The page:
Who actually created this diet? I can’t find any data on its development, much less any studies on its effectiveness or healthfulness. All of this supports my initial gut instinct that this diet has zero backing in science and health. Also, this diet appears to masquerade under several different names, the Cardiac Diet being one. Search both Cardiac and Military diets, and you’ll find the exact same three-day menu and protocol, although the Cardiac Diet is suggested to be a diet that physicians prescribe to obese patients for quick weight loss.
Because the Military Diet discourages substitutions, some may be led to believe that specific food choices have a “magical” effect to enhance weight loss. The truth is, there’s nothing special or unique about the combination of these foods over the three-day period. In fact, choosing different foods with similar macronutrient profiles would provide the exact results.
Other diabetes medications. Insulin-releasing tablets (e.g. sulphonylureas) often lead to weight gain. These include: Minodiab, Euglucon, Daonil, and Glibenclamide. Tablets like Avandia, Actos, Starlix and NovoNorm also encourage weight gain. But not Metformin. The newer drugs Victoza and Byetta (injectable) often lead to weight loss, but possible long-term side effects are still unknown. More on diabetes
The 3 Day Military Diet sounds perfect for someone that is trying to fit into a smaller dress or suit before an upcoming class reunion, but not designed to sustain a healthy lifestyle over an extended period. The concept of smaller portions, exercise, and drinking plenty of water is a good idea, but I agree that low calorie diets can be dangerous. Thanks for the interesting post!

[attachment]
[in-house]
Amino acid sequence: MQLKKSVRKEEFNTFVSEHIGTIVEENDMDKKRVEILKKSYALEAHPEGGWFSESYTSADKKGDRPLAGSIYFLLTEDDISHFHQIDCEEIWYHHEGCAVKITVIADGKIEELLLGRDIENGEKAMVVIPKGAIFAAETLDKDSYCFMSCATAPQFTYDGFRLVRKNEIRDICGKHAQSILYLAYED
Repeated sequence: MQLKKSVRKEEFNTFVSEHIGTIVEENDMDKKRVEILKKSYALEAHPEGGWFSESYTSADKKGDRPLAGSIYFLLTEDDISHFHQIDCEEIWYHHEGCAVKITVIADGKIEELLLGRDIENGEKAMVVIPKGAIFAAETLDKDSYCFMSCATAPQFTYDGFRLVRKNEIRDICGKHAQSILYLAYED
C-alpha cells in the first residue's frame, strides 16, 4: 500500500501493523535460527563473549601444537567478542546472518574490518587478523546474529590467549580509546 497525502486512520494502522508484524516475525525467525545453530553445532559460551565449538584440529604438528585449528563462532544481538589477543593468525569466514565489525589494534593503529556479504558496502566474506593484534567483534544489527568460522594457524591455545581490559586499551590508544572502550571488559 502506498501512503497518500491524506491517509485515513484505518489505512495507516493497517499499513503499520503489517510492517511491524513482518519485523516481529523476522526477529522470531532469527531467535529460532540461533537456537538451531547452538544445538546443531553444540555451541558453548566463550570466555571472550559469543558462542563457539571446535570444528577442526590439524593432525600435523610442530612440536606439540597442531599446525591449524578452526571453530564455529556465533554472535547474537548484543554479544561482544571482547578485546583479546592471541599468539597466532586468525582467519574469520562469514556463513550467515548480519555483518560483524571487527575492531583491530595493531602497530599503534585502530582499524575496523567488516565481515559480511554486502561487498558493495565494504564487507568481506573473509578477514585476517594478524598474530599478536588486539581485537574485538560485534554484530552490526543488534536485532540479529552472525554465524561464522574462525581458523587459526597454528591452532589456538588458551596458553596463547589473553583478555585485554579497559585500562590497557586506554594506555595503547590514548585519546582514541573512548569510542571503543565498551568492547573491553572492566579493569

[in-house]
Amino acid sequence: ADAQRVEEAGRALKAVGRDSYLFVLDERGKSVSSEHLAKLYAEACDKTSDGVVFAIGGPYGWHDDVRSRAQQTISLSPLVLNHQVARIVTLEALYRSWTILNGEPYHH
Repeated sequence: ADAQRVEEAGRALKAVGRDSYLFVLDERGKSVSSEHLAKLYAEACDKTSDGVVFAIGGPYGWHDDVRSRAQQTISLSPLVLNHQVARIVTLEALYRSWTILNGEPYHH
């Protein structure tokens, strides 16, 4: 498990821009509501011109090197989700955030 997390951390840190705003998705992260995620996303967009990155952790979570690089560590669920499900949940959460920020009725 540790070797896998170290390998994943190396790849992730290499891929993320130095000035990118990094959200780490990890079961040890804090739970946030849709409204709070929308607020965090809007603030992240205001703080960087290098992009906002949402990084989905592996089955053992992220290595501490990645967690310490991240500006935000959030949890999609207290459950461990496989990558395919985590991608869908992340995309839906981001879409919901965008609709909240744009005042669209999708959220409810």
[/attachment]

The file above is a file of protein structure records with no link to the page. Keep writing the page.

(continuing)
Gastrointestinal disorders are another common cause of unexplained weight loss – in fact they are the most common non-cancerous cause of idiopathic weight loss. Possible gastrointestinal etiologies of unexplained weight loss include: celiac disease, peptic ulcer disease, inflammatory bowel disease (crohn's disease and ulcerative colitis), pancreatitis, gastritis, diarrhea and many other GI conditions.
^ Thomas, Diana; Elliott, Elizabeth J.; Baur, Louise (31 July 2006). Written at University of Sydney, Children's Hospital at Westmead, CEBPGAN (Centre for Evidence Based Paediatrics Gastroenterology and Nutrition. Thomas, Diana, ed. "Low glycaemic index or low glycaemic load diets for overweight and obesity" (PDF). Cochrane Database of Systematic Reviews. USA (published 18 July 2007). 3 (3): CD005105. doi:10.1002/14651858.CD005105.pub2. PMID 17636786.
Do not try to lose weight too rapidly. Crash diets and diet pills that promise weight loss are usually bad for you and actually don't help keep the weight off in the long run. Resist the urge to take the "easy" way out and instead stick with a healthier lifestyle. This way you lose the weight and improve your health, helping you keep the weight off in a way that won't harm you in the long run.
During our research for this post, we noticed that on any military diet website—and there are a bunch of them—it’s virtually impossible to figure out who is behind the website and who the “experts” being cited truly are. Furthermore, the phrase “military diet” is actually a misnomer, according to a military nutritionist quoted in a CNN report. The military diet has absolutely nothing to do with our military, he said.
Ilana Muhlstein, M.S., R.D.N., is the co-creator of Beachbody’s 2B Mindset program. She earned a Bachelor of Science degree in nutrition and dietetics from the University of Maryland, sits on the executive leadership team for the American Heart Association, and leads the Bruin Health Improvement Program at UCLA. Ilana acts as a nutrition consultant for several companies, including Beachbody and Whole Foods Market. At home, she is a wife and mother of two.